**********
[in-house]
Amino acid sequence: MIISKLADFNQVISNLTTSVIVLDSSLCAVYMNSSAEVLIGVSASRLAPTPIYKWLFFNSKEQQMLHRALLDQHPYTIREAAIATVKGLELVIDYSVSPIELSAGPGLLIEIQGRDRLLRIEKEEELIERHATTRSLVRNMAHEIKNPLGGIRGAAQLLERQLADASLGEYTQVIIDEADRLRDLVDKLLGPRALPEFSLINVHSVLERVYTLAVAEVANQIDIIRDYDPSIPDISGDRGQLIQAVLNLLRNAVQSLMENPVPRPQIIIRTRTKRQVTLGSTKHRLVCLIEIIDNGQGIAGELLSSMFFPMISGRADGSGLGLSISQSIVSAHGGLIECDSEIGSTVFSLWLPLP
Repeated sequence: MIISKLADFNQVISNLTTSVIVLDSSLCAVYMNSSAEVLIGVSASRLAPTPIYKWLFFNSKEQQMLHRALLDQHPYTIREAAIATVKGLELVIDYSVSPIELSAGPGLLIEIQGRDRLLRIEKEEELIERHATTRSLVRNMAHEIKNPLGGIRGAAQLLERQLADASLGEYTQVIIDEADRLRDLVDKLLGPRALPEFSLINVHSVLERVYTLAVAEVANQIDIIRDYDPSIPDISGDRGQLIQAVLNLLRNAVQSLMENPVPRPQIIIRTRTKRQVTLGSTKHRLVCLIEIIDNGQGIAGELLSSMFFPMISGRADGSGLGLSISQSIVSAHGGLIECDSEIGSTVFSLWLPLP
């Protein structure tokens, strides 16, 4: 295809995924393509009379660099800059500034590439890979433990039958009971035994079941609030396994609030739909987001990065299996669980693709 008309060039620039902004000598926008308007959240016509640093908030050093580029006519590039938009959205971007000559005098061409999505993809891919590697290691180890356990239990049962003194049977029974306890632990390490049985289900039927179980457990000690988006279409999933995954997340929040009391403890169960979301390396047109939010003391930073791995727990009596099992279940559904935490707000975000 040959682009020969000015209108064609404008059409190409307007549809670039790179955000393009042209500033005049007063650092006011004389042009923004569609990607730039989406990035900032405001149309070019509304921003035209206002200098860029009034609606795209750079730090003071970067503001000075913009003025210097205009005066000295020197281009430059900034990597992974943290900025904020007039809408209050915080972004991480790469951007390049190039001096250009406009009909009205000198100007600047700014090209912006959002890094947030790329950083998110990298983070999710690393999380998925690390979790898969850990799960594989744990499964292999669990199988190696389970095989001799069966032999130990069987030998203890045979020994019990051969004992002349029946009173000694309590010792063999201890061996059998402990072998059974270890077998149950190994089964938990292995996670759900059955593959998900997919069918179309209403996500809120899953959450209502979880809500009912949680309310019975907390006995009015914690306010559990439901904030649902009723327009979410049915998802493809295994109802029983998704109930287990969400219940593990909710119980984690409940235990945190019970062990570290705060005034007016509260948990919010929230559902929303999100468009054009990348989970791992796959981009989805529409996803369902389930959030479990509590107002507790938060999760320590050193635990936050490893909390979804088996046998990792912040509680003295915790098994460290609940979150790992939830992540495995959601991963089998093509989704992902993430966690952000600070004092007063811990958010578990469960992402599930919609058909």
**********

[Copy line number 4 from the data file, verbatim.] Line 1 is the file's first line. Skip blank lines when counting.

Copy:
């Protein structure tokens, strides 16, 4: 295809995924393509009379660099800059500034590439890979433990039958009971035994079941609030396994609030739909987001990065299996669980693709 008309060039620039902004000598926008308007959240016509640093908030050093580029006519590039938009959205971007000559005098061409999505993809891919590697290691180890356990239990049962003194049977029974306890632990390490049985289900039927179980457990000690988006279409999933995954997340929040009391403890169960979301390396047109939010003391930073791995727990009596099992279940559904935490707000975000 040959682009020969000015209108064609404008059409190409307007549809670039790179955000393009042209500033005049007063650092006011004389042009923004569609990607730039989406990035900032405001149309070019509304921003035209206002200098860029009034609606795209750079730090003071970067503001000075913009003025210097205009005066000295020197281009430059900034990597992974943290900025904020007039809408209050915080972004991480790469951007390049190039001096250009406009009909009205000198100007600047700014090209912006959002890094947030790329950083998110990298983070999710690393999380998925690390979790898969850990799960594989744990499964292999669990199988190696389970095989001799069966032999130990069987030998203890045979020994019990051969004992002349029946009173000694309590010792063999201890061996059998402990072998059974270890077998149950190994089964938990292995996670759900059955593959998900997919069918179309209403996500809120899953959450209502979880809500009912949680309310019975907390006995009015914690306010559990439901904030649902009723327009979410049915998802493809295994109802029983998704109930287990969400219940593990909710119980984690409940235990945190019970062990570290705060005034007016509260948990919010929230559902929303999100468009054009990348989970791992796959981009989805529409996803369902389930959030479990509590107002507790938060999760320590050193635990936050490893909390979804088996046998990792912040509680003295915790098994460290609940979150790992939830992540495995959601991963089998093509989704992902993430966690952000600070004092007063811990958010578990469960992402599930919609058909």